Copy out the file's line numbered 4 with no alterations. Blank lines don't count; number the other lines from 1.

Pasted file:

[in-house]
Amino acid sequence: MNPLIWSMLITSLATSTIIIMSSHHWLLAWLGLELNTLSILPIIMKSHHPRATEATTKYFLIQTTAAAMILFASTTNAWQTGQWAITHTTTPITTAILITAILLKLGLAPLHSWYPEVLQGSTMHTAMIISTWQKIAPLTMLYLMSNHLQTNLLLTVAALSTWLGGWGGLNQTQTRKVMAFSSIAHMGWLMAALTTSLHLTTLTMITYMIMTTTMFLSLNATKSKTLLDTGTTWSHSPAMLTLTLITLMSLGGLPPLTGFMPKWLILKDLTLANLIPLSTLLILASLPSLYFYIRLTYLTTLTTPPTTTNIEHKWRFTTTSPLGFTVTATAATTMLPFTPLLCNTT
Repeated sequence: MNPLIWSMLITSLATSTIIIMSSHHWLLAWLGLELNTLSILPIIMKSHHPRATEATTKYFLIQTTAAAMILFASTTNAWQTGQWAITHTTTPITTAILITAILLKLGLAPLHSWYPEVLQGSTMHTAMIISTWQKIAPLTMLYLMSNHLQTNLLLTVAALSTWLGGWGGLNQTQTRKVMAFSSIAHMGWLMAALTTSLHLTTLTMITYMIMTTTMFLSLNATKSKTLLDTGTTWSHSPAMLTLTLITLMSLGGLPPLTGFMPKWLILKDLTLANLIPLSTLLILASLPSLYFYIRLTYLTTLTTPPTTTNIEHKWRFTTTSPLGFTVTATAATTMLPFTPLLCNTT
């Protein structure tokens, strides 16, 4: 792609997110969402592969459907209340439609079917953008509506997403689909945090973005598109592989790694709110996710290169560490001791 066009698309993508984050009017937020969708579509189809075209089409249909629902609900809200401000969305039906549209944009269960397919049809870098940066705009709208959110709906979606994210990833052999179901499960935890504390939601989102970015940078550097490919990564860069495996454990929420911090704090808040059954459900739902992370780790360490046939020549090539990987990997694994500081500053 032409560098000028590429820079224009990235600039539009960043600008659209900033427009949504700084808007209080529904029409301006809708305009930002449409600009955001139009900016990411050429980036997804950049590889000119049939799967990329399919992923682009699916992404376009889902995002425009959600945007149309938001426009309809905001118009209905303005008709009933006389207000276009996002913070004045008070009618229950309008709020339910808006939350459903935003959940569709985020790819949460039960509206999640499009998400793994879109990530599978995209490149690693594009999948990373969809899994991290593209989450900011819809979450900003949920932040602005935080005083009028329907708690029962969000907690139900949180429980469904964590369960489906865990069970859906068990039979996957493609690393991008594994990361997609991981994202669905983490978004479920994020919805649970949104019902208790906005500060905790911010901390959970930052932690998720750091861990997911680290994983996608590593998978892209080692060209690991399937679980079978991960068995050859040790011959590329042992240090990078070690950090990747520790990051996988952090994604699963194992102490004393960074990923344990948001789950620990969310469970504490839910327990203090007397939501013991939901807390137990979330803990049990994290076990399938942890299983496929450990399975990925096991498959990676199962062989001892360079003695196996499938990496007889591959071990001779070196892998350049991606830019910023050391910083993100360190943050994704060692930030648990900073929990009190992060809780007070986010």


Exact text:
């Protein structure tokens, strides 16, 4: 792609997110969402592969459907209340439609079917953008509506997403689909945090973005598109592989790694709110996710290169560490001791 066009698309993508984050009017937020969708579509189809075209089409249909629902609900809200401000969305039906549209944009269960397919049809870098940066705009709208959110709906979606994210990833052999179901499960935890504390939601989102970015940078550097490919990564860069495996454990929420911090704090808040059954459900739902992370780790360490046939020549090539990987990997694994500081500053 032409560098000028590429820079224009990235600039539009960043600008659209900033427009949504700084808007209080529904029409301006809708305009930002449409600009955001139009900016990411050429980036997804950049590889000119049939799967990329399919992923682009699916992404376009889902995002425009959600945007149309938001426009309809905001118009209905303005008709009933006389207000276009996002913070004045008070009618229950309008709020339910808006939350459903935003959940569709985020790819949460039960509206999640499009998400793994879109990530599978995209490149690693594009999948990373969809899994991290593209989450900011819809979450900003949920932040602005935080005083009028329907708690029962969000907690139900949180429980469904964590369960489906865990069970859906068990039979996957493609690393991008594994990361997609991981994202669905983490978004479920994020919805649970949104019902208790906005500060905790911010901390959970930052932690998720750091861990997911680290994983996608590593998978892209080692060209690991399937679980079978991960068995050859040790011959590329042992240090990078070690950090990747520790990051996988952090994604699963194992102490004393960074990923344990948001789950620990969310469970504490839910327990203090007397939501013991939901807390137990979330803990049990994290076990399938942890299983496929450990399975990925096991498959990676199962062989001892360079003695196996499938990496007889591959071990001779070196892998350049991606830019910023050391910083993100360190943050994704060692930030648990900073929990009190992060809780007070986010």